However, while commercial drones have been legal in Australia for more than a decade, they’re still banned for commercial use in the US  and are likely to remain so until at least 2015, when the FAA is due to lay out the rules on how they will share the most crowded airspace in the world.

US Remains Prissy About Privacy

Amazon’s announcement is a game changer for a couple of reasons. When one of the biggest retailers in the world, and the leader in home delivery, says it’s putting drones into its business model, people start taking the idea a little more seriously.

People in this industry-in-waiting talk about how drones are going to change our lives in ways we can’t yet imagine – as they gradually take on jobs we humans decide are too dirty, difficult, dangerous, or expensive.

Jerry Lemieux, a retired US Air Force Colonel who now heads up the Unmanned Vehicle University in Phoenix, Arizona.

“As soon as they open up the air space in America, there will be an explosion,” he said. “There is already a forecast of 70,000 jobs in three years, and a $13 billion impact to the US economy. And I think that’s a low number.”

Amazon’s announcement has ignited a debate that’s been quietly simmering in the US over what all those eyes in the sky are going to mean for personal privacy.

The US is a country that takes it’s privacy very seriously. Civil liberties campaigner Michael Khavari says threats to privacy are among his chief concerns regarding the use of drones.

“Drones are able to pick up on all sorts of things,” Mr Khavari said. “Wireless signals from your cellphone, thermal imaging, license plate recognition, facial recognition. And even then, drones can be outfitted with these devices that can see through walls, with thermal imaging. Aside from your home, you’re really not going to have any place that’s private anymore.”

Mr Khavari’s lobbying helped Charlottesville, Virginia become the first municipality in the US to ban drones from its skies.

Another town in Colorado went even further, issuing drone hunting licenses for people who want to shoot them down. If it all sounds a little paranoid, consider the context.

The word ‘drone’ is still mostly associated with the killing machines used so effectively by the US military in Afghanistan and Yemen. On home soil, the early adopters of drones have been law enforcement agencies – most famously in North Dakota, when a local sheriff called in a military drone to help capture a family of cattle rustlers.

Throw into this volatile mix Edward Snowden’s revelations about the extent of US government spying on its own citizens, and you have a problem that goes well beyond a few rural town councils.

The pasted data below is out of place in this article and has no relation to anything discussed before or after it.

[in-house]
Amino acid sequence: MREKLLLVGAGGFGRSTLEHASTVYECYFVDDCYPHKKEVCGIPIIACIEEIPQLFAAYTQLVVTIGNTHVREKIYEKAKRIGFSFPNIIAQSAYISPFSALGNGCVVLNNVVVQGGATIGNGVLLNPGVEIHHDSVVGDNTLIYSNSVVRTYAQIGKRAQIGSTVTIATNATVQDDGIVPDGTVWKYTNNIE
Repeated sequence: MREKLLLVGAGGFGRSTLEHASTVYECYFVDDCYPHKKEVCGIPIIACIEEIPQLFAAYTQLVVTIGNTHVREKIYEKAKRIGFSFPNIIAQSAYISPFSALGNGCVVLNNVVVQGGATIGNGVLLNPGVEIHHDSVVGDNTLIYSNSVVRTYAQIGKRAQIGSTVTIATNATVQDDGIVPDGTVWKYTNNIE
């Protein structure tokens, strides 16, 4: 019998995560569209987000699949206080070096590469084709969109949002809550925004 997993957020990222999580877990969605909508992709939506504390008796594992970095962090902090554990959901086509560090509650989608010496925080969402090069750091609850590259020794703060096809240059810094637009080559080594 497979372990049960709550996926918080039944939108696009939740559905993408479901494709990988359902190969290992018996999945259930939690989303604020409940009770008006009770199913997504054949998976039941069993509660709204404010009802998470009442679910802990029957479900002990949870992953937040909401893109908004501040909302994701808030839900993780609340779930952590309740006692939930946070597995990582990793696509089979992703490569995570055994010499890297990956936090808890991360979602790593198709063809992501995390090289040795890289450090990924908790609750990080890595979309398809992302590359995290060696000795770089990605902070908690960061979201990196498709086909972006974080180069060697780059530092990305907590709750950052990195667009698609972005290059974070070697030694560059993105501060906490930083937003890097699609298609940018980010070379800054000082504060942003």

Texas state senator Lance Gooden wrote the bill that passed the state legislature this year restricting what can be done with the images captured by drones – including by police.

“Once every police department and every governmental agency has drones, we will never get rid of them, we will never be able to regulate them,” Senator Gooden said. “In Texas, police can’t use drones to enforce traffic. They have to get a warrant. They have to say how the images are being used, how they are being stored, how they are captured. If law enforcement searches 300 houses at random every night, they are probably going to find something.”

“But does that mean they should be able to?” Senator Gooden said

Eight other US states have followed Texas and passed their own anti-drone laws. In the countdown to the launch of commercial drones, it is likely more states will rush to do the same. It’s been a perfect storm, a controversy the massive US aerospace industry could never have predicted.

Talking Up Change

With serious possibilities in sight, the aerospace industry is now frenetically attempting to shift the narrative, talking up the potential for drones to improve people’s lives.

They talk about positive uses, firefighting, tornado early warning systems, search and rescue. Or how the struggling farm sector would be able to save money and use less pesticide by crop-dusting small areas, rather than contracting large planes to dust entire fields, the possibilities are limitless according to aerospace experts.

“You can use solar-powered fuel cells and alternative power systems to keep UAVs up in the air for very long periods of time,” Mr Lemieux said. “Take an internet hub, put it on a UAV, and now go over a major city. And you are a new internet service provider. You capture 5 per cent of the market, it’s $100 million.”

Online Auction Giant Cans Bezos’ Drone Delivery Dream

The idea of drones delivering online purchases has certainly sparked debate, however the idea doesn’t fly with Ebay CEO John Donahue, the head of the world biggest auction site told Bloomberg TV the idea is fantasy.

“We’re not focusing on long-term fantasies, we’re focusing on things we can do today,” Donahue said.

Donahue underlined eBay Now, a service available in Chicago, Dallas and the Manhattan, Brooklyn and Queens areas of New York, and the San Francisco Peninsula area. EBay Now offers delivery of goods in an hour, purchased from local stores and personally delivered by an eBay shopper. It costs US$5 per order.

Donahue said he wasn’t opposed to companies pursuing far-out challenges.

“I think bold innovation is important, our focus on innovation is around commerce.” he said.

The future is here, lets see if the most innovative nation on the planet picks it up…

@mcsixtyfive

RELATED! US FAA Roadmap For UAS in NAS

RELATED! Prime Air via Storify

 

source: amazon
source: afp
source: faa
source: auvsi
source: bloombergtv
image source: amazon
video source: youtube